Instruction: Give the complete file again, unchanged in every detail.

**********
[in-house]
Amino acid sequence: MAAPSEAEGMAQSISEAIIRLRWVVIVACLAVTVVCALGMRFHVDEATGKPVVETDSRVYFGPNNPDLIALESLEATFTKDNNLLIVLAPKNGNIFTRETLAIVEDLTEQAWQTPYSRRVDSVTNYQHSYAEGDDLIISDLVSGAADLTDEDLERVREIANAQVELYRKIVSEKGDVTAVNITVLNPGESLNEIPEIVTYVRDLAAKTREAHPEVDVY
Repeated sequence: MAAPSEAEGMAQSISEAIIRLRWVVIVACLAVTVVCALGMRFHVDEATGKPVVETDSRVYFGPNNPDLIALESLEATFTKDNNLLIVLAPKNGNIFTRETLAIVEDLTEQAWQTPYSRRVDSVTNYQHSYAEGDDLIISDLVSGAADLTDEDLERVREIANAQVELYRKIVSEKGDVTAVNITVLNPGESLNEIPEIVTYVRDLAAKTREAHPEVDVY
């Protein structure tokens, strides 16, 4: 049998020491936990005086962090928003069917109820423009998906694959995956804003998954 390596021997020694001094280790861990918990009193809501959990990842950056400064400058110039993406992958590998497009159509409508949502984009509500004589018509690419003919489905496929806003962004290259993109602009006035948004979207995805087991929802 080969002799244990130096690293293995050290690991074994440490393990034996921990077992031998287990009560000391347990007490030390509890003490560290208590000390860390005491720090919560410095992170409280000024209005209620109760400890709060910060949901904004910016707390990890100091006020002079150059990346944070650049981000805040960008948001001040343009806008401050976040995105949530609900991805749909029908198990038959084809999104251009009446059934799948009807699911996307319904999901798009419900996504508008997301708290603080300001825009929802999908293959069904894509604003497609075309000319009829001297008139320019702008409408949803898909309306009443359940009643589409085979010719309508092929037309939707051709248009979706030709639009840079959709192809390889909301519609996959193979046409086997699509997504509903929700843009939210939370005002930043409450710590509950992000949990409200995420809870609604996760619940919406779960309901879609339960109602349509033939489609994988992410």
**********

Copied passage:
[in-house]
Amino acid sequence: MAAPSEAEGMAQSISEAIIRLRWVVIVACLAVTVVCALGMRFHVDEATGKPVVETDSRVYFGPNNPDLIALESLEATFTKDNNLLIVLAPKNGNIFTRETLAIVEDLTEQAWQTPYSRRVDSVTNYQHSYAEGDDLIISDLVSGAADLTDEDLERVREIANAQVELYRKIVSEKGDVTAVNITVLNPGESLNEIPEIVTYVRDLAAKTREAHPEVDVY
Repeated sequence: MAAPSEAEGMAQSISEAIIRLRWVVIVACLAVTVVCALGMRFHVDEATGKPVVETDSRVYFGPNNPDLIALESLEATFTKDNNLLIVLAPKNGNIFTRETLAIVEDLTEQAWQTPYSRRVDSVTNYQHSYAEGDDLIISDLVSGAADLTDEDLERVREIANAQVELYRKIVSEKGDVTAVNITVLNPGESLNEIPEIVTYVRDLAAKTREAHPEVDVY
């Protein structure tokens, strides 16, 4: 049998020491936990005086962090928003069917109820423009998906694959995956804003998954 390596021997020694001094280790861990918990009193809501959990990842950056400064400058110039993406992958590998497009159509409508949502984009509500004589018509690419003919489905496929806003962004290259993109602009006035948004979207995805087991929802 080969002799244990130096690293293995050290690991074994440490393990034996921990077992031998287990009560000391347990007490030390509890003490560290208590000390860390005491720090919560410095992170409280000024209005209620109760400890709060910060949901904004910016707390990890100091006020002079150059990346944070650049981000805040960008948001001040343009806008401050976040995105949530609900991805749909029908198990038959084809999104251009009446059934799948009807699911996307319904999901798009419900996504508008997301708290603080300001825009929802999908293959069904894509604003497609075309000319009829001297008139320019702008409408949803898909309306009443359940009643589409085979010719309508092929037309939707051709248009979706030709639009840079959709192809390889909301519609996959193979046409086997699509997504509903929700843009939210939370005002930043409450710590509950992000949990409200995420809870609604996760619940919406779960309901879609339960109602349509033939489609994988992410």